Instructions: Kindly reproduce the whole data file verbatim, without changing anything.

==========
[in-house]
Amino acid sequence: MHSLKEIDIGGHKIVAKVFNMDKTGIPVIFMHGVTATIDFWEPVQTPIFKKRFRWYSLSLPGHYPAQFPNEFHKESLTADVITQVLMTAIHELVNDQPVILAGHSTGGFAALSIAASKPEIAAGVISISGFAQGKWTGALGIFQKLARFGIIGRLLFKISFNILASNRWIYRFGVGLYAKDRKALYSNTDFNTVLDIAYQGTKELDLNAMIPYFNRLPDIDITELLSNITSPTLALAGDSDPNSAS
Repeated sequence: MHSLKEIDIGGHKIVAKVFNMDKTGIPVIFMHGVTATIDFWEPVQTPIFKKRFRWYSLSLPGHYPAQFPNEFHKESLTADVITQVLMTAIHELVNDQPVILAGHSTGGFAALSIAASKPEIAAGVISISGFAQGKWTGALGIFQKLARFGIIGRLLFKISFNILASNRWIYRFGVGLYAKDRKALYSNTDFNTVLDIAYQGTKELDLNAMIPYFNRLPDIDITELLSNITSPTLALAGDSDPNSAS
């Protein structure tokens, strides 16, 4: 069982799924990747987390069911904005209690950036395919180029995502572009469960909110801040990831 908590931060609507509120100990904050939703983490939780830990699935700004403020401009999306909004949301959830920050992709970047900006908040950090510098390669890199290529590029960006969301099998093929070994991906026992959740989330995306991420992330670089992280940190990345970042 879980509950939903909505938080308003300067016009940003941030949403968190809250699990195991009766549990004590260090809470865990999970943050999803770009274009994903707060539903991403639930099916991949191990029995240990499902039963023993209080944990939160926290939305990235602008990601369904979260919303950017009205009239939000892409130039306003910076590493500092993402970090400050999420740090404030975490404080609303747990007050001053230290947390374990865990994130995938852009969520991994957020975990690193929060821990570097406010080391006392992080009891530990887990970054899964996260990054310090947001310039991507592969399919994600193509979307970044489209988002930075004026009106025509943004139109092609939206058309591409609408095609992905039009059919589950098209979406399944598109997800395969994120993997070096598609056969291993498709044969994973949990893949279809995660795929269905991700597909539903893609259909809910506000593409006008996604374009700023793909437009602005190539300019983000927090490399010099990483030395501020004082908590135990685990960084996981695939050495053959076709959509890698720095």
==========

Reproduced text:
[in-house]
Amino acid sequence: MHSLKEIDIGGHKIVAKVFNMDKTGIPVIFMHGVTATIDFWEPVQTPIFKKRFRWYSLSLPGHYPAQFPNEFHKESLTADVITQVLMTAIHELVNDQPVILAGHSTGGFAALSIAASKPEIAAGVISISGFAQGKWTGALGIFQKLARFGIIGRLLFKISFNILASNRWIYRFGVGLYAKDRKALYSNTDFNTVLDIAYQGTKELDLNAMIPYFNRLPDIDITELLSNITSPTLALAGDSDPNSAS
Repeated sequence: MHSLKEIDIGGHKIVAKVFNMDKTGIPVIFMHGVTATIDFWEPVQTPIFKKRFRWYSLSLPGHYPAQFPNEFHKESLTADVITQVLMTAIHELVNDQPVILAGHSTGGFAALSIAASKPEIAAGVISISGFAQGKWTGALGIFQKLARFGIIGRLLFKISFNILASNRWIYRFGVGLYAKDRKALYSNTDFNTVLDIAYQGTKELDLNAMIPYFNRLPDIDITELLSNITSPTLALAGDSDPNSAS
């Protein structure tokens, strides 16, 4: 069982799924990747987390069911904005209690950036395919180029995502572009469960909110801040990831 908590931060609507509120100990904050939703983490939780830990699935700004403020401009999306909004949301959830920050992709970047900006908040950090510098390669890199290529590029960006969301099998093929070994991906026992959740989330995306991420992330670089992280940190990345970042 879980509950939903909505938080308003300067016009940003941030949403968190809250699990195991009766549990004590260090809470865990999970943050999803770009274009994903707060539903991403639930099916991949191990029995240990499902039963023993209080944990939160926290939305990235602008990601369904979260919303950017009205009239939000892409130039306003910076590493500092993402970090400050999420740090404030975490404080609303747990007050001053230290947390374990865990994130995938852009969520991994957020975990690193929060821990570097406010080391006392992080009891530990887990970054899964996260990054310090947001310039991507592969399919994600193509979307970044489209988002930075004026009106025509943004139109092609939206058309591409609408095609992905039009059919589950098209979406399944598109997800395969994120993997070096598609056969291993498709044969994973949990893949279809995660795929269905991700597909539903893609259909809910506000593409006008996604374009700023793909437009602005190539300019983000927090490399010099990483030395501020004082908590135990685990960084996981695939050495053959076709959509890698720095």